The litigation concerns associated with the use of Chinese drywall during the recent boom in new housing construction may be impacted further by the increasing role of the U.S. Consumer Product Safety Commission (CPSC).

The prevalence of drywall claims has prompted the CPSC to host a Drywall Information Center on the Web to gather consumer complaints. The CPSC recently reported that it has received more than 1,500 complaints allegedly related to the use of roughly 309 million square feet of Chinese drywall in U.S. home construction. The drywall purportedly contains excessive amounts of sulfur, whose emissions have allegedly caused surrounding construction materials to fail, respiratory health effects, and noxious, "rotten egg" odors that affect habitability.

The CPSC has received complaints from 27 states, the District of Columbia, and Puerto Rico. It is believed that the bulk of the drywall was installed in 2007 and 2008, although reports have suggested installation as early as 2004.

A large number of lawsuits continue to be filed by homebuyers against homebuilders, drywall suppliers, and manufacturers. In June, a special panel on multidistrict litigation consolidated hundreds of related lawsuits in the Eastern District of Louisiana. In August, a class action was filed in Nevada state court against a homebuilder and drywall manufacturer.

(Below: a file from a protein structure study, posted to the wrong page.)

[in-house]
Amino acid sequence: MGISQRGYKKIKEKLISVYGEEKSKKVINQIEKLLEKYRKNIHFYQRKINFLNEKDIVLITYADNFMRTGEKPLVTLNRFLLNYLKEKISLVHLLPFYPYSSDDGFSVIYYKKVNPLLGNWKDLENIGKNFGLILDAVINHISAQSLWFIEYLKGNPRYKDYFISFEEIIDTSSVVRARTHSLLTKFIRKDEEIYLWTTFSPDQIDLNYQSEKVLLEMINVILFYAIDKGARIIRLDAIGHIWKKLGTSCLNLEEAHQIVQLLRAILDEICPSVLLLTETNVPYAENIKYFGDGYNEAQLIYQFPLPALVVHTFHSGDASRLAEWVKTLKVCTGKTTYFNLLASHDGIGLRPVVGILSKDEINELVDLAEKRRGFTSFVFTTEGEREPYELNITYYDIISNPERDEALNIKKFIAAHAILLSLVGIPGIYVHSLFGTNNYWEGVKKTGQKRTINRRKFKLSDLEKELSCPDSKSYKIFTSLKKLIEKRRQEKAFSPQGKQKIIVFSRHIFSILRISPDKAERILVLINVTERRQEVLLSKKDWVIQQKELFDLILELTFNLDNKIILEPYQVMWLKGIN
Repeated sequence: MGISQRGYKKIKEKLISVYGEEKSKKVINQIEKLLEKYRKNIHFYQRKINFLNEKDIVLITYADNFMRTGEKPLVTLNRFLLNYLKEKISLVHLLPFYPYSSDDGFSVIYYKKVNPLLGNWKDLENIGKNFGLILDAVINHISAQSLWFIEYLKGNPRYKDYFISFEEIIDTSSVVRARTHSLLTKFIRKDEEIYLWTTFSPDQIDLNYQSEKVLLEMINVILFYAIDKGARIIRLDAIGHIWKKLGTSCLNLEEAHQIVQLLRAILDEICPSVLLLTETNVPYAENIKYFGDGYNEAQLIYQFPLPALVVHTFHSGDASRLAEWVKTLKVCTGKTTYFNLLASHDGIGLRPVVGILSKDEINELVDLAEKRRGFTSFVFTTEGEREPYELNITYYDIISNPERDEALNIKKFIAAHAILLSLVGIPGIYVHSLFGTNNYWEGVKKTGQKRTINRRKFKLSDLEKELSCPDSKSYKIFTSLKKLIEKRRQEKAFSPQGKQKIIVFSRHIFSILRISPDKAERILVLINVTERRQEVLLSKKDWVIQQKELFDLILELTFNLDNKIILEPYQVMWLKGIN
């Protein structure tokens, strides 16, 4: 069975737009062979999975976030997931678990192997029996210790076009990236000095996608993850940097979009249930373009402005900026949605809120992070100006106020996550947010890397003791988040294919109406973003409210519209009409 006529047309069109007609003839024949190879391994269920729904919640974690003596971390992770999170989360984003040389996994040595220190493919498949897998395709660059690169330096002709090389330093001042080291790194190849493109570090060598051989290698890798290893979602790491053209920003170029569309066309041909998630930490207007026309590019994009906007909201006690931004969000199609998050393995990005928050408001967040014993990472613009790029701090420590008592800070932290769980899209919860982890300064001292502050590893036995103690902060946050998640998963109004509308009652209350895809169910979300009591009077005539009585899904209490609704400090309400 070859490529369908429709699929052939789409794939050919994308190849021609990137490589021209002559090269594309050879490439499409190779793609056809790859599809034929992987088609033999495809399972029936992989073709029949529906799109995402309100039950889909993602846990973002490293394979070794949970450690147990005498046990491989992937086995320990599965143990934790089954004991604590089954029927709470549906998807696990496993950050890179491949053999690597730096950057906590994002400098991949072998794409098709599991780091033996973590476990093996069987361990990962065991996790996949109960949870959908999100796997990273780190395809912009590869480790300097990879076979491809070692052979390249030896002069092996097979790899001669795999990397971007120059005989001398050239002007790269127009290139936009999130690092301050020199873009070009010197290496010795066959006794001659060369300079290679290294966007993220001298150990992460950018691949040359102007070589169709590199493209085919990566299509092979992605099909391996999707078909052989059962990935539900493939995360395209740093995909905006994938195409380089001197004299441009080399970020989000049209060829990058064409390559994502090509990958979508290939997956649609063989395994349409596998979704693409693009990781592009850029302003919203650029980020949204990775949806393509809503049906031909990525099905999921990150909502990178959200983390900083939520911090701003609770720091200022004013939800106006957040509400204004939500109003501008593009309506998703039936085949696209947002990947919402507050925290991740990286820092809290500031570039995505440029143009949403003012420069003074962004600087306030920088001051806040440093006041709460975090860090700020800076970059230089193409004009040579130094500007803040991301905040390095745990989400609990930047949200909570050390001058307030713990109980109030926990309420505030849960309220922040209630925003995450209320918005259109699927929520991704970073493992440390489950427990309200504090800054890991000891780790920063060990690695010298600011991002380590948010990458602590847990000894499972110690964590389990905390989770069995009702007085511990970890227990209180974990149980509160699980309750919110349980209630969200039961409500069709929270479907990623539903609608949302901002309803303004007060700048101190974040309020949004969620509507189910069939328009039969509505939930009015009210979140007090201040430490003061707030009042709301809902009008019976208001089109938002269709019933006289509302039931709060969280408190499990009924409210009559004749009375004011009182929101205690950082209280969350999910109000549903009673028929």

Notably, in the Nevada case, the defendants claim that they did not even use Chinese drywall in any of the homes noted in the lawsuit. Regardless of the merits of the plaintiffs' contentions, this signals that the plaintiffs may attempt to use Chinese drywall allegations as a means of exploring whether domestically supplied drywall has caused construction damage and health effects.

Lawsuits of this nature have proven to be complex and require the coordination of legal experience in a number of different areas, including class action, product liability, real estate, environmental, and construction experience. Litigants will also likely need to address the bankruptcy of failed construction companies and product suppliers. In addition, indemnity and coverage issues may arise.

Ballard Spahr is well positioned to effectively represent companies in this type of litigation. The firm is also prepared to counsel companies about how to take steps to avoid litigation before it happens. For more information, please contact John B. Kearney (856.761.3482 or kearneyj@ballardspahr.com ) or Charles S. Hirsch (410.528.5503 or hirsch@ballardspahr.com ).


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